Last December, organizers announced the marathons will start at Hôtel de Ville (city hall, opposite Notre-Dame off the Seine River) and end at Les Invalides, a complex of museums and monuments one mile southeast of the Eiffel Tower.

On Wednesday, the rest of the route was unveiled — traversing the banks of the Seine west to the Palace of Versailles and then back east, passing the Eiffel Tower before the finish.

The men’s and women’s marathons will be on the last two days of the Games at 8 a.m. local time (2 a.m. ET). It will be the first time that the women’s marathon is held on the last day of the Games after the men’s marathon traditionally occupied that slot.

A mass public marathon will also be held on the Olympic marathon route. The date has not been announced.

The full list of highlights among the marathon course:

• Hôtel de ville de Paris (start)
• Bourse de commerce
• Palais Brongniart
• Opéra Garnier
• Place Vendôme
• Jardin des Tuileries
• The Louvre
• Place de la Concorde
• The bridges of Paris
(Pont de l’Alma; Alexandre III;
Iéna; and more)
• Grand Palais
• Palais de Tokyo
• Jardins du Trocadéro
• Maison de la Radio
• Manufacture et Musées
nationaux de Sèvres
• Forêt domaniale
des Fausses-Reposes
• Monuments Pershing –
Lafayette
• Château de Versailles
• Forêt domaniale de Meudon
• Parc André Citroën
• Eiffel Tower
• Musée Rodin
• Esplanade des Invalides (finish)

OlympicTalk is on Apple News. Favorite us!

International Boxing Association lifts ban on Russia, Belarus

Boxing gloves
Getty
0 Comments

The International Boxing Association (IBA) lifted its ban on amateur boxers from Russia and Belarus over the war in Ukraine that had been in place since early March.

“The IBA strongly believes that politics shouldn’t have any influence on sports,” the federation said in a press release. “Hence, all athletes should be given equal conditions.”

Most international sports federations banned athletes from Russia and Belarus indefinitely seven months ago, acting after an IOC recommendation. It is believed that the IBA is the first international federation in an Olympic sport to lift its ban.

The IOC has not officially changed its recommendation from last winter to exclude Russia and Belarus athletes “to protect the integrity of the events and the safety of the other participants.”

Last week, IOC President Thomas Bach said in an interview with an Italian newspaper that Russian athletes who do not endorse their country’s war in Ukraine could at some point be accepted back into international sports, competing under a neutral flag.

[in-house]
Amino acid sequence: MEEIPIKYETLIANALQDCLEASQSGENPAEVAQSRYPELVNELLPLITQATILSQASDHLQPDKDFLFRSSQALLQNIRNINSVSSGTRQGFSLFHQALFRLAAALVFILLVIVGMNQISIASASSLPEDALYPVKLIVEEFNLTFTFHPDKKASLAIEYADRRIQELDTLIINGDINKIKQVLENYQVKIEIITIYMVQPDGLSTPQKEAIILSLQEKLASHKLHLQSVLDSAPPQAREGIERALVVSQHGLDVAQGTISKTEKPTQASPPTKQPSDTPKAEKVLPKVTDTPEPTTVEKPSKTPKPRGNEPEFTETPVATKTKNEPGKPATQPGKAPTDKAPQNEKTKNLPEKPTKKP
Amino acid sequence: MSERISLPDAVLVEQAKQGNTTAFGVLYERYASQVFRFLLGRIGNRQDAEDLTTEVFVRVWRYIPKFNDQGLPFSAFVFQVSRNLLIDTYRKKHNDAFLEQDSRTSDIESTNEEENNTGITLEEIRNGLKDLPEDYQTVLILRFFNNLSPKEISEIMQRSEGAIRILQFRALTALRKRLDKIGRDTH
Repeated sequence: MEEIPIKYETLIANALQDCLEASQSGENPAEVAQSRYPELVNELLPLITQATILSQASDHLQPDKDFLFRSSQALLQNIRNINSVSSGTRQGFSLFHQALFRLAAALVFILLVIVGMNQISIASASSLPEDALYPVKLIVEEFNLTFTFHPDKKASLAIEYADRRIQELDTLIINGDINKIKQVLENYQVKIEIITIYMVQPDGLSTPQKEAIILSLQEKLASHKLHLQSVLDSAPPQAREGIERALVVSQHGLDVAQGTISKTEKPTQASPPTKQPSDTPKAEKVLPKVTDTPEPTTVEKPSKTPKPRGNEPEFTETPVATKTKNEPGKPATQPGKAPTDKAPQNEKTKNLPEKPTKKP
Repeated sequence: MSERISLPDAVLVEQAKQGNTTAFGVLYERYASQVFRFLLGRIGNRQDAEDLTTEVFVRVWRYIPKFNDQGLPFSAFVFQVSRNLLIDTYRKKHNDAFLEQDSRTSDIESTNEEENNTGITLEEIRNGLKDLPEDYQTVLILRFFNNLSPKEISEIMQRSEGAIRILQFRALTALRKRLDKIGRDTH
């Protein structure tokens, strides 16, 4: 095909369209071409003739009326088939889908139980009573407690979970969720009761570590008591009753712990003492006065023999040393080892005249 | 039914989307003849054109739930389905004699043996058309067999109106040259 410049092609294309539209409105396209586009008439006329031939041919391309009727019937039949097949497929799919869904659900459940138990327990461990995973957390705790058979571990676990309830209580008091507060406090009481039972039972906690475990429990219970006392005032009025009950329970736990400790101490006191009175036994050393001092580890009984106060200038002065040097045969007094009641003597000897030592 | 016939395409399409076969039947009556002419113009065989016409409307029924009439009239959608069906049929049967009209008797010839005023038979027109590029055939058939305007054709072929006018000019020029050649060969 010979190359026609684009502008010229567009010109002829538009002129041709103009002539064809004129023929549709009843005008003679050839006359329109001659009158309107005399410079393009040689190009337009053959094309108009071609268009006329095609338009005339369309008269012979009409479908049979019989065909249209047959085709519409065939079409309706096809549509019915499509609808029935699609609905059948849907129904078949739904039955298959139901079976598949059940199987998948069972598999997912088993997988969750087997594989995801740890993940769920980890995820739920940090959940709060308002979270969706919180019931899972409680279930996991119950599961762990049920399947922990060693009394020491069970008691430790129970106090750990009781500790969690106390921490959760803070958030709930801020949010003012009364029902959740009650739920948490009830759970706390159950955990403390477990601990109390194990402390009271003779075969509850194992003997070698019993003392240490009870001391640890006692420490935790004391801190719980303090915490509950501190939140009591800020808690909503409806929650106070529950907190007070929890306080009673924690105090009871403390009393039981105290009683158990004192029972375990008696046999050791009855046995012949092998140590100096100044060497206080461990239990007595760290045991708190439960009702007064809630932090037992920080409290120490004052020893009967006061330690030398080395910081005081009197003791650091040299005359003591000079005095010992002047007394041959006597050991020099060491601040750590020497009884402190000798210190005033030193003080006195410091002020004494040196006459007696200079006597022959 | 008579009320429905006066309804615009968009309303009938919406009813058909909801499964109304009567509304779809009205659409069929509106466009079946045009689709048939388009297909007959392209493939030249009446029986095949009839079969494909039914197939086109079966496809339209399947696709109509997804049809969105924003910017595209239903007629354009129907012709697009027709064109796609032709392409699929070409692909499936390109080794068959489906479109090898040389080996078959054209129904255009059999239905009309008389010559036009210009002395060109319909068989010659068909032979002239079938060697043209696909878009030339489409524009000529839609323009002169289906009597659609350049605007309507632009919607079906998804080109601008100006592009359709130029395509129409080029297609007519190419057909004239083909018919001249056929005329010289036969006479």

IBA, in lifting its ban, will also allow Russia and Belarus flags and national anthems.

“The time has now come to allow all the rest of the athletes of Russia and Belarus to participate in all the official competitions of their sports representing their countries,” IBA President Umar Kremlev, a Russian, said in a press release last week. “Both the IOC and the International Federations must protect all athletes, and there should be no discrimination based on nationality. It is the duty of all of us to keep sports and athletes away from politics.”

In 2019, the IOC stripped the IBA — then known as AIBA — of its Olympic recognition following an inquiry committee report into finance, governance, refereeing and judging. The IOC ran the Tokyo Olympic boxing competition.

The IBA will not run qualifying events for the 2024 Paris Games, but it does still hold world championships, the next being a men’s event in Uzbekistan next year.

Boxing, introduced on the Olympic program in 1904, was not included on the initial program for the 2028 Los Angeles Games but can still be added. The IBA must address concerns “around its governance, its financial transparency and sustainability and the integrity of its refereeing and judging processes,” Bach said last December.

On Sept. 23, the IBA suspended Ukraine’s boxing federation, citing “government interference.” Ukraine boxers are still allowed to compete with their flag and anthem.

The Associated Press contributed to this report.

OlympicTalk is on Apple News. Favorite us!